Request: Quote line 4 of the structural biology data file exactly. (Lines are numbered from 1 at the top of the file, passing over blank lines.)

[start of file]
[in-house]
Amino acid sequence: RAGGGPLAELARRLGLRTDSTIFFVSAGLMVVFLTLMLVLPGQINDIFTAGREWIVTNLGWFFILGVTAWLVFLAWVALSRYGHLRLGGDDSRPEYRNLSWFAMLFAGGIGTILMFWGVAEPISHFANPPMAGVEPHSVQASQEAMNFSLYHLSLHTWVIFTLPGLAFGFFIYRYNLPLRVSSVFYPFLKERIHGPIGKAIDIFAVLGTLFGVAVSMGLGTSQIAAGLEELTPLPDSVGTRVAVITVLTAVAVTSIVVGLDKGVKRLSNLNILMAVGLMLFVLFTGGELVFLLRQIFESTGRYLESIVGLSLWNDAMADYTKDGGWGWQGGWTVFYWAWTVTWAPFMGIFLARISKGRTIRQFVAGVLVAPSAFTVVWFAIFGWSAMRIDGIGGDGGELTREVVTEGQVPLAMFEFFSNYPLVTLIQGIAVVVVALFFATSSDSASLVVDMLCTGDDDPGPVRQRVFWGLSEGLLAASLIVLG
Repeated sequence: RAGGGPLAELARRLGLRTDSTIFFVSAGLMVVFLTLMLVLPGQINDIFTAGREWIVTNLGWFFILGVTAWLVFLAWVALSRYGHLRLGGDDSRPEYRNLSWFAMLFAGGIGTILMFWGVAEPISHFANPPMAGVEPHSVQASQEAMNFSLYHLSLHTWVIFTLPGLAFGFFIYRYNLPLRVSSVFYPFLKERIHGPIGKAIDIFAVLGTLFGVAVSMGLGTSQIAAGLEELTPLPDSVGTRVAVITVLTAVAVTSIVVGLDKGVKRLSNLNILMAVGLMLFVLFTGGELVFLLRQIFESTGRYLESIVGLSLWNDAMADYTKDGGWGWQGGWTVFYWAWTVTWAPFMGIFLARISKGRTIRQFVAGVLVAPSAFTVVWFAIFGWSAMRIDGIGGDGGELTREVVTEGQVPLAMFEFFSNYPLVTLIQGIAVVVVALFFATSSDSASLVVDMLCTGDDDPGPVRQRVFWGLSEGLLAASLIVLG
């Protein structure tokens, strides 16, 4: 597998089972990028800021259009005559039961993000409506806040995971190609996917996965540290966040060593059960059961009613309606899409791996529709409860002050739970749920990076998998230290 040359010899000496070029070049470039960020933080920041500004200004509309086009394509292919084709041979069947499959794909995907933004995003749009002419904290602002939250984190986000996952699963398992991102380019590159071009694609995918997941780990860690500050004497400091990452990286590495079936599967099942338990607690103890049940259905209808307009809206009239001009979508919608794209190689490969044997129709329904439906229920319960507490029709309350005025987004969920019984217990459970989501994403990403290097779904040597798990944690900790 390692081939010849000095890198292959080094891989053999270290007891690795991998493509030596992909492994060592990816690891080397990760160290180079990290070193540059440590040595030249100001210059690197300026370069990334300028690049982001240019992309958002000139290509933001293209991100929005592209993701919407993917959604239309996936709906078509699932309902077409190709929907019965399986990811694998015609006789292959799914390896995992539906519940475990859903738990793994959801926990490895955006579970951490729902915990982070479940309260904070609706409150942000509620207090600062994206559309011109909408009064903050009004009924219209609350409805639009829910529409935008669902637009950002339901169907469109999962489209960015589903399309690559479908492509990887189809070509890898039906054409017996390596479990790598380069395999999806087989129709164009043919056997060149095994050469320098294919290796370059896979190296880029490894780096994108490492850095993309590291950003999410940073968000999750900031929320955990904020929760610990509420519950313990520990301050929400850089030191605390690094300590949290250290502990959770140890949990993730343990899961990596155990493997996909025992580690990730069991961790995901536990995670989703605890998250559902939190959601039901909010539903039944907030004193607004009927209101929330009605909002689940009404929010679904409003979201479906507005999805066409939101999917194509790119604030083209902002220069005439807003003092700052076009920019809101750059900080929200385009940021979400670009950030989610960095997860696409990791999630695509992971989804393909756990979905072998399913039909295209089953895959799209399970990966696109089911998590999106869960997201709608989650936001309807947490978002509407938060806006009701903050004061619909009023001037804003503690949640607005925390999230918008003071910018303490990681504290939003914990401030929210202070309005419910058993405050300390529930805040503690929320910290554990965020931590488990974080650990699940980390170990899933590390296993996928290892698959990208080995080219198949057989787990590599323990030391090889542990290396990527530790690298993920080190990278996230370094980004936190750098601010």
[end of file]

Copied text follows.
């Protein structure tokens, strides 16, 4: 597998089972990028800021259009005559039961993000409506806040995971190609996917996965540290966040060593059960059961009613309606899409791996529709409860002050739970749920990076998998230290 040359010899000496070029070049470039960020933080920041500004200004509309086009394509292919084709041979069947499959794909995907933004995003749009002419904290602002939250984190986000996952699963398992991102380019590159071009694609995918997941780990860690500050004497400091990452990286590495079936599967099942338990607690103890049940259905209808307009809206009239001009979508919608794209190689490969044997129709329904439906229920319960507490029709309350005025987004969920019984217990459970989501994403990403290097779904040597798990944690900790 390692081939010849000095890198292959080094891989053999270290007891690795991998493509030596992909492994060592990816690891080397990760160290180079990290070193540059440590040595030249100001210059690197300026370069990334300028690049982001240019992309958002000139290509933001293209991100929005592209993701919407993917959604239309996936709906078509699932309902077409190709929907019965399986990811694998015609006789292959799914390896995992539906519940475990859903738990793994959801926990490895955006579970951490729902915990982070479940309260904070609706409150942000509620207090600062994206559309011109909408009064903050009004009924219209609350409805639009829910529409935008669902637009950002339901169907469109999962489209960015589903399309690559479908492509990887189809070509890898039906054409017996390596479990790598380069395999999806087989129709164009043919056997060149095994050469320098294919290796370059896979190296880029490894780096994108490492850095993309590291950003999410940073968000999750900031929320955990904020929760610990509420519950313990520990301050929400850089030191605390690094300590949290250290502990959770140890949990993730343990899961990596155990493997996909025992580690990730069991961790995901536990995670989703605890998250559902939190959601039901909010539903039944907030004193607004009927209101929330009605909002689940009404929010679904409003979201479906507005999805066409939101999917194509790119604030083209902002220069005439807003003092700052076009920019809101750059900080929200385009940021979400670009950030989610960095997860696409990791999630695509992971989804393909756990979905072998399913039909295209089953895959799209399970990966696109089911998590999106869960997201709608989650936001309807947490978002509407938060806006009701903050004061619909009023001037804003503690949640607005925390999230918008003071910018303490990681504290939003914990401030929210202070309005419910058993405050300390529930805040503690929320910290554990965020931590488990974080650990699940980390170990899933590390296993996928290892698959990208080995080219198949057989787990590599323990030391090889542990290396990527530790690298993920080190990278996230370094980004936190750098601010």